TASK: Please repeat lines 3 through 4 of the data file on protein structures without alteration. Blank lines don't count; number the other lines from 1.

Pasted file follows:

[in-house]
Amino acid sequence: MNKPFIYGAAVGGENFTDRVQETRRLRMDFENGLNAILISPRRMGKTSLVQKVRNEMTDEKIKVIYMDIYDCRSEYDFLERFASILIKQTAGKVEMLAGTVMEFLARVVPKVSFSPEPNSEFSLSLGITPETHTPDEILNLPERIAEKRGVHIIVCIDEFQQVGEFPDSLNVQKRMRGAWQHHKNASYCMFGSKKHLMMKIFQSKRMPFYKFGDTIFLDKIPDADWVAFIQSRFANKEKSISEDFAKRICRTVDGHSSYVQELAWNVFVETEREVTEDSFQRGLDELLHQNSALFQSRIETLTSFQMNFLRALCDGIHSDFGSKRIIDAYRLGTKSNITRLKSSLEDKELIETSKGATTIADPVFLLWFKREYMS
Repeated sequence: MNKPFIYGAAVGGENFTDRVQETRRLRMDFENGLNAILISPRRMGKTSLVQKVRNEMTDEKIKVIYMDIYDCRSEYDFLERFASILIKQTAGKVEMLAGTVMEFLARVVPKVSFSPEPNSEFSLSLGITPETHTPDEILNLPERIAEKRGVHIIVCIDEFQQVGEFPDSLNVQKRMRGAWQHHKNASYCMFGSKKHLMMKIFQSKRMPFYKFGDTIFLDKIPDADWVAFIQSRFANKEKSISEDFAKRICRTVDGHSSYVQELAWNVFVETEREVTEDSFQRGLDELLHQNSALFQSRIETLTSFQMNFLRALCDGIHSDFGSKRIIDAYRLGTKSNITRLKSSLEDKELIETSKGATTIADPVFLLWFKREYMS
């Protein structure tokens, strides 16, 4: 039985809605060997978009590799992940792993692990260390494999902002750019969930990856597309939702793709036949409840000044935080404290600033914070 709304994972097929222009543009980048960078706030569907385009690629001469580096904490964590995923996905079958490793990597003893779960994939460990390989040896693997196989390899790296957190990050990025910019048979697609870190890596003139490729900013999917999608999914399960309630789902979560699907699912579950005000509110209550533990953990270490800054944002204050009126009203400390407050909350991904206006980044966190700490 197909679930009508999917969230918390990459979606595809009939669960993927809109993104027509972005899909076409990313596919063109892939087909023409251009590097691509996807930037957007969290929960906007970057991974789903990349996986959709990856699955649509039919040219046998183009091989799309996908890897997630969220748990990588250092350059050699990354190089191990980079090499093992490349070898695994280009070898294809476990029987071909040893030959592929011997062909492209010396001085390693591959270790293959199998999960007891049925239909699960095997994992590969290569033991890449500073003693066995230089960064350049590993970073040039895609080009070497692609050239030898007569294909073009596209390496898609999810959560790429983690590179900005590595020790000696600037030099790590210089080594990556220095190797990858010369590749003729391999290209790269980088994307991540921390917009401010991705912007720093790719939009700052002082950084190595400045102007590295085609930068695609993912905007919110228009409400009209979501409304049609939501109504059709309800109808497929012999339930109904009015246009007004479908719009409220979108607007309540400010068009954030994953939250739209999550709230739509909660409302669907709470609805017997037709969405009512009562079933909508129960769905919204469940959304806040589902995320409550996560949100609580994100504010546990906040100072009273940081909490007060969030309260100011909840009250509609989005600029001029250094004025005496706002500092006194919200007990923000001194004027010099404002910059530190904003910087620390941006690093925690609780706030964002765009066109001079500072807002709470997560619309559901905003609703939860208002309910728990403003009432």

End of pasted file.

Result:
Repeated sequence: MNKPFIYGAAVGGENFTDRVQETRRLRMDFENGLNAILISPRRMGKTSLVQKVRNEMTDEKIKVIYMDIYDCRSEYDFLERFASILIKQTAGKVEMLAGTVMEFLARVVPKVSFSPEPNSEFSLSLGITPETHTPDEILNLPERIAEKRGVHIIVCIDEFQQVGEFPDSLNVQKRMRGAWQHHKNASYCMFGSKKHLMMKIFQSKRMPFYKFGDTIFLDKIPDADWVAFIQSRFANKEKSISEDFAKRICRTVDGHSSYVQELAWNVFVETEREVTEDSFQRGLDELLHQNSALFQSRIETLTSFQMNFLRALCDGIHSDFGSKRIIDAYRLGTKSNITRLKSSLEDKELIETSKGATTIADPVFLLWFKREYMS
């Protein structure tokens, strides 16, 4: 039985809605060997978009590799992940792993692990260390494999902002750019969930990856597309939702793709036949409840000044935080404290600033914070 709304994972097929222009543009980048960078706030569907385009690629001469580096904490964590995923996905079958490793990597003893779960994939460990390989040896693997196989390899790296957190990050990025910019048979697609870190890596003139490729900013999917999608999914399960309630789902979560699907699912579950005000509110209550533990953990270490800054944002204050009126009203400390407050909350991904206006980044966190700490 197909679930009508999917969230918390990459979606595809009939669960993927809109993104027509972005899909076409990313596919063109892939087909023409251009590097691509996807930037957007969290929960906007970057991974789903990349996986959709990856699955649509039919040219046998183009091989799309996908890897997630969220748990990588250092350059050699990354190089191990980079090499093992490349070898695994280009070898294809476990029987071909040893030959592929011997062909492209010396001085390693591959270790293959199998999960007891049925239909699960095997994992590969290569033991890449500073003693066995230089960064350049590993970073040039895609080009070497692609050239030898007569294909073009596209390496898609999810959560790429983690590179900005590595020790000696600037030099790590210089080594990556220095190797990858010369590749003729391999290209790269980088994307991540921390917009401010991705912007720093790719939009700052002082950084190595400045102007590295085609930068695609993912905007919110228009409400009209979501409304049609939501109504059709309800109808497929012999339930109904009015246009007004479908719009409220979108607007309540400010068009954030994953939250739209999550709230739509909660409302669907709470609805017997037709969405009512009562079933909508129960769905919204469940959304806040589902995320409550996560949100609580994100504010546990906040100072009273940081909490007060969030309260100011909840009250509609989005600029001029250094004025005496706002500092006194919200007990923000001194004027010099404002910059530190904003910087620390941006690093925690609780706030964002765009066109001079500072807002709470997560619309559901905003609703939860208002309910728990403003009432």